When we’re in a state of confusion or things are in disarray, we can say we’re at sixes and sevens. It’s an old catchphrase that is first found in Chaucer’s Troilus and Criseyde in around 1374, albeit in a slightly different form: on six and seven.

 Lat nat this wrechched wo thyn herte gnawe, But manly set the world on sexe and seuene.

(Let not this wretched woe gnaw at your heart, But manly set the world on six and seven.)

Earlier variants also replace at with set on or swap and for or. Still, however it’s written, there’s something shambolic about sixes and sevens for some reason.

The widely accepted origin is that the phrase is actually a corruption of the French cinque and six. When gambling with dice, and later playing cards, the numbers used were based on the Old French numbers: ace (which we still use today), deuce, trey, quatre, cinque and sice. Originally, to set all on cinq and sice, being the highest numbers on the die, was to gamble recklessly. After a time, the meaning of the words as numbers was forgotten, encouraged by the fact that cinq was pronounced as ‘sink’, and cinq and sice were reanalysed at six and seven. The idea of ‘carelessly hazarding all one’s chances’ became ‘at odds, in confusion’ by 1785.

Red Herring

The expression a red herring can refer to both a dried, smoked herring which has turned red during curing and a false lead or something used to divert attention from the wider issue. So are red herrings inherently deceitful and misleading fish?

Not exactly. The use of red herring to refer to smoked herring – as opposed to white herring or fresh herring – appears in the 15th century. By the 1680s, the fish was used by poachers to throw off a hunting party. They would walk between the hunters and the prey, dragging a red herring across the trail so as to distract the hunting dogs from the scent they were following. The red herring worked especially well since, because of its strong smell, the hunters used the fish when training the dogs. When the dogs then picked up the herring scent, they would follow that trail, giving the poachers the chance to catch the prey for themselves.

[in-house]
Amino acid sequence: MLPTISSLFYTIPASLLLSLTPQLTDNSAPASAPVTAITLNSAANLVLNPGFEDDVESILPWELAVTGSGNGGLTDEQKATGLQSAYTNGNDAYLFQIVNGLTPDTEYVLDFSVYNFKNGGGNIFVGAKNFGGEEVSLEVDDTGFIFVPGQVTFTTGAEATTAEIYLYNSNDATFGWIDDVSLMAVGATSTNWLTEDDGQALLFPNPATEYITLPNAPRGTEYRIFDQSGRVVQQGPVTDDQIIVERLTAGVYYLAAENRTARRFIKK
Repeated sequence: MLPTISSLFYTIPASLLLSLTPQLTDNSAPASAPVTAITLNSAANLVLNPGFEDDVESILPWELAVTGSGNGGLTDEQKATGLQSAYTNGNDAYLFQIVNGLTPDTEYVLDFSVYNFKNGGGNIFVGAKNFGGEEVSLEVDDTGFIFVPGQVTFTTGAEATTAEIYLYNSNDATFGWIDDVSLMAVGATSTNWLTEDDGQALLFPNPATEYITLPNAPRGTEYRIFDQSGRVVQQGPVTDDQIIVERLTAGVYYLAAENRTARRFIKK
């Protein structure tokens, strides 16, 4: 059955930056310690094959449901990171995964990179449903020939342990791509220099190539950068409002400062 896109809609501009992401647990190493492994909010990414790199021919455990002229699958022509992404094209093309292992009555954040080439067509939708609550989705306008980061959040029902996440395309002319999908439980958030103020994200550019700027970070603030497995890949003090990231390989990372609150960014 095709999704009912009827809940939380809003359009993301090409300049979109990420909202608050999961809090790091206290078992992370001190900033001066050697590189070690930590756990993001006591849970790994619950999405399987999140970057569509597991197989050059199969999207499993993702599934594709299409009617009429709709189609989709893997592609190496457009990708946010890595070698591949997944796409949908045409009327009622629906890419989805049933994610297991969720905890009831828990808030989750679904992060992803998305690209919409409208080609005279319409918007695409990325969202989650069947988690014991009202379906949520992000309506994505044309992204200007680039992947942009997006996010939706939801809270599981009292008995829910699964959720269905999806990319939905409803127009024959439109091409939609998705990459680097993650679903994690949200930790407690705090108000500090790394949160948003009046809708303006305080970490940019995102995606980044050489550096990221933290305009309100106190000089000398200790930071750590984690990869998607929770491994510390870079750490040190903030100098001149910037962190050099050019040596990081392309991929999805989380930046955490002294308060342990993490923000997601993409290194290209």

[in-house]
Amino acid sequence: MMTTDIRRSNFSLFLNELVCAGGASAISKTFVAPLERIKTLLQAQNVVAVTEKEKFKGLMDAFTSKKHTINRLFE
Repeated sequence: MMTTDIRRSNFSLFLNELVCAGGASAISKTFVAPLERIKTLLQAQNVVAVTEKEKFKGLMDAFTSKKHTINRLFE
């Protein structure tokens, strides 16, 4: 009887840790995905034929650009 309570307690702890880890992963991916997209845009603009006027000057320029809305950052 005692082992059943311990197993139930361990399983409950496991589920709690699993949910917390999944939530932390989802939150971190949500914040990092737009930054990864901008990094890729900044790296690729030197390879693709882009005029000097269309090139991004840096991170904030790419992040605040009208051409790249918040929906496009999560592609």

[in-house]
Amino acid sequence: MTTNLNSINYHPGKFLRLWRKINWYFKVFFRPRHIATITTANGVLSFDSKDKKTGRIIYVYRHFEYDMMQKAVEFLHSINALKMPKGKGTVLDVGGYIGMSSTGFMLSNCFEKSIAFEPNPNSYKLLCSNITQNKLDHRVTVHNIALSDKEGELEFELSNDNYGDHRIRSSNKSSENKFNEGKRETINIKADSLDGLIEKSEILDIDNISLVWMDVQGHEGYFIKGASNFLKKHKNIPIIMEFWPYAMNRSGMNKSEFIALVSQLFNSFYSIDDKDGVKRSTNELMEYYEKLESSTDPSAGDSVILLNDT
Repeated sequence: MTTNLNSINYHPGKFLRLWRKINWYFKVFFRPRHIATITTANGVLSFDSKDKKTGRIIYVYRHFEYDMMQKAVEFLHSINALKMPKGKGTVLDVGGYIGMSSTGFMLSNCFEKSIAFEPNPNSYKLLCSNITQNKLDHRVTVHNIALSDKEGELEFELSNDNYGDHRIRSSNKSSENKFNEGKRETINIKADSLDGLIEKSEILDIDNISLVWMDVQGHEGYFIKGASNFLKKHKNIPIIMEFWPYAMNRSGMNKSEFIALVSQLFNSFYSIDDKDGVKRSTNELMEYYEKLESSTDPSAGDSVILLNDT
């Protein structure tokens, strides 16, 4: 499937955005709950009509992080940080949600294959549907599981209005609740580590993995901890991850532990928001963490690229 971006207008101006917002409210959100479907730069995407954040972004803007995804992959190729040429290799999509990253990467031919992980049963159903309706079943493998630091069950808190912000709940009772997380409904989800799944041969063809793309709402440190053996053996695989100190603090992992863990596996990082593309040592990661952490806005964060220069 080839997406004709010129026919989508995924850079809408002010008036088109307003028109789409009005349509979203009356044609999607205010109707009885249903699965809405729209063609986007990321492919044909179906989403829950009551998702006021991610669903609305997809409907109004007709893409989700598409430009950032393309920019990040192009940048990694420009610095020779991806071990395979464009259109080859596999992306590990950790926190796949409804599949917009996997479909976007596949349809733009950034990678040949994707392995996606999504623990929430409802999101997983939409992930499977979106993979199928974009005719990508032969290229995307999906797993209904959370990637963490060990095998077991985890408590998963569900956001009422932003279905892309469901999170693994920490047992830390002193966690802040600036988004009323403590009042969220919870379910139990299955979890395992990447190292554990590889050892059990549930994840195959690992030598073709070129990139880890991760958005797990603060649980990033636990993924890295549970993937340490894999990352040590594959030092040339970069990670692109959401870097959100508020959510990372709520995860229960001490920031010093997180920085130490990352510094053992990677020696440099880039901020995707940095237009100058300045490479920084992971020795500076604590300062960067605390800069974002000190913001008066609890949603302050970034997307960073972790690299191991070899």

It wasn’t until the late 19th century that a red herring went from denoting the practise of throwing dogs off a hunting trail to throwing anyone off any trail. The expression to draw a herring across the track/trail was known by the 1880s. Now the phrase is most commonly associated with fictional murder hunts and whodunits where red herrings are used to keep the reader from solving the mystery.


There are some words which change their meaning over time but leave behind a footprint of their former senses in expressions and compound words. A great example of this is quick.

Nowadays, quick means ‘fast’ but this was not always the case. The word is of Germanic origin with the original form being cwic or cwicu and it meant ‘alive, animated’. In fact, it has an Indo-European root *gweie-, which also gave the Latin vivus and the Greek bios.

The original sense of the word does still exist now but only in set phrases like the quick and the dead and the fact that the quick and the dead is often misinterpreted with the ‘fast’ meaning shows how outdated the ‘living’ meaning is.

Other words which still contain the former meaning are quicksilver and quicklime: quicksilver, another term for mercury, is supposedly ‘alive’ because of the way the drops of liquid mercury move; quicklime is so called because of its vigorousness and is a direct translation from the Latin calx viva.